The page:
Detention of reporter - kosher or not?

In Alaska, Reporter Tony Hopfinger was trying to question Republican senate candidate Joe Miller at a public meeting at a public school, when the hired security took offense. The security, which included active service military members, ended up handcuffing Hopfinger to a railing for 20 minutes or so until the police showed up. The security detail also tried (unsuccessfully) to bar other reporters from taking pictures or talking to Hopfinger.

The meeting was public; there were other reporters present, the public were invited to ask questions.

The police released Hopfinger, and to date, no charges have been laid.

Huffington post report

I think that this represents intimidation of the press and wrongful imprisonment of a reporter. I would hope that the prosecutors office look at the situation very carefully, and lay charges against the security personnel who took the extreme step of detaining a civilian for asking questions of a candidate for office in a public meeting.

Miller’s office is trying to spin this as “Hopfinger going crazy and assaulting people”. Unfortunately for them, there are plenty of witnesses who say otherwise.

Witness: Reporter was rude but not a threat

I would say that regardless of anything else it’s certainly not kosher for an individual to perform a citizens’ arrest (or “public person’s arrest”) without identifying themselves or the crime for which they are arresting the individual.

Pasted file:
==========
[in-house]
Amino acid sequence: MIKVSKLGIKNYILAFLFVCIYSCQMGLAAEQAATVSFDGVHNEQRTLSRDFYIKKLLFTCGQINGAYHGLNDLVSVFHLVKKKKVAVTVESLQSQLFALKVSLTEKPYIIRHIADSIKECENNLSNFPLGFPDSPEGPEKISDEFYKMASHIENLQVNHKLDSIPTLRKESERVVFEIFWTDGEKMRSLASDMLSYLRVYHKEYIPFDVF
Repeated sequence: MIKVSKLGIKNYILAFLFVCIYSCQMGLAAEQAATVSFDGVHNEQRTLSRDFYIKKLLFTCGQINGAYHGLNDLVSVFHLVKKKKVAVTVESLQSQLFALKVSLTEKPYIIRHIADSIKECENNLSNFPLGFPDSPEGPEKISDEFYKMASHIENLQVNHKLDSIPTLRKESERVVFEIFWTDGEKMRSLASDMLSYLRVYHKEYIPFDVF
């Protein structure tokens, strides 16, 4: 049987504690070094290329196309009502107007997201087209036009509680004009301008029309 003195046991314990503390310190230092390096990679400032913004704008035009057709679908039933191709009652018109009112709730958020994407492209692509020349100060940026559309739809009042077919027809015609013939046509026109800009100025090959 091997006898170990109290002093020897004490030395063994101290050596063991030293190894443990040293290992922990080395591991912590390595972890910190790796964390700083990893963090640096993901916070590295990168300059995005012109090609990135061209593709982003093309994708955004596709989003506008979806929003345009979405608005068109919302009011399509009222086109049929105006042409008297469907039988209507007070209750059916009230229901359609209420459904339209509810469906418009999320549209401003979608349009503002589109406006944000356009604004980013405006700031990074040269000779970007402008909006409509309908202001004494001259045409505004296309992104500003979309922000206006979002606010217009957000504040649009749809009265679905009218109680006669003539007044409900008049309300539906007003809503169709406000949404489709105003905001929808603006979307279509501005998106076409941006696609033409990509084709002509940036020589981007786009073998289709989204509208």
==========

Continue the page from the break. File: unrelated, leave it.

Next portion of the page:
Embley said Miller’s group was charged $400 to use the school for three hours, which is the same fee that is charged to any non-school group. She said those types of gatherings are considered private events even though they are held at an otherwise public facility because the group is renting the facility for its meeting.

Does that give the security guards the right to handcuff and detain someone?

Well, maybe. After all, Disney handcuffs and detains people on its property all the time, and nobody asks where that’s legal.

The meeting was not advertised as a “private event”, there was no indication at the beginning of the meeting that it was private, and there were other reporters present who were not arrested or harassed in any way. Can you point to anything that indicates that the event was advertised as “private”? Was it a private fundraiser for Republicans only? Were reporters advised that it was private at any time?

In the absence of any indication that a political event featuring a public figure running for public office at a public school is private event, and given the fact that many reporters were present, I have to think that a reasonable person would conclude that it is an event for the public.

The accusation of “trespassing” against Hopfinger only came when he was asking the candidate questions.

On Disney’s PRIVATE property.

This was a political event for the public, featuring a public figure running for public office at a public school.

The actual event was open to the public though, so while it was private in the sense that a private organization was putting it on, its not like the reporter was trespassing or crashing a private meeting or something.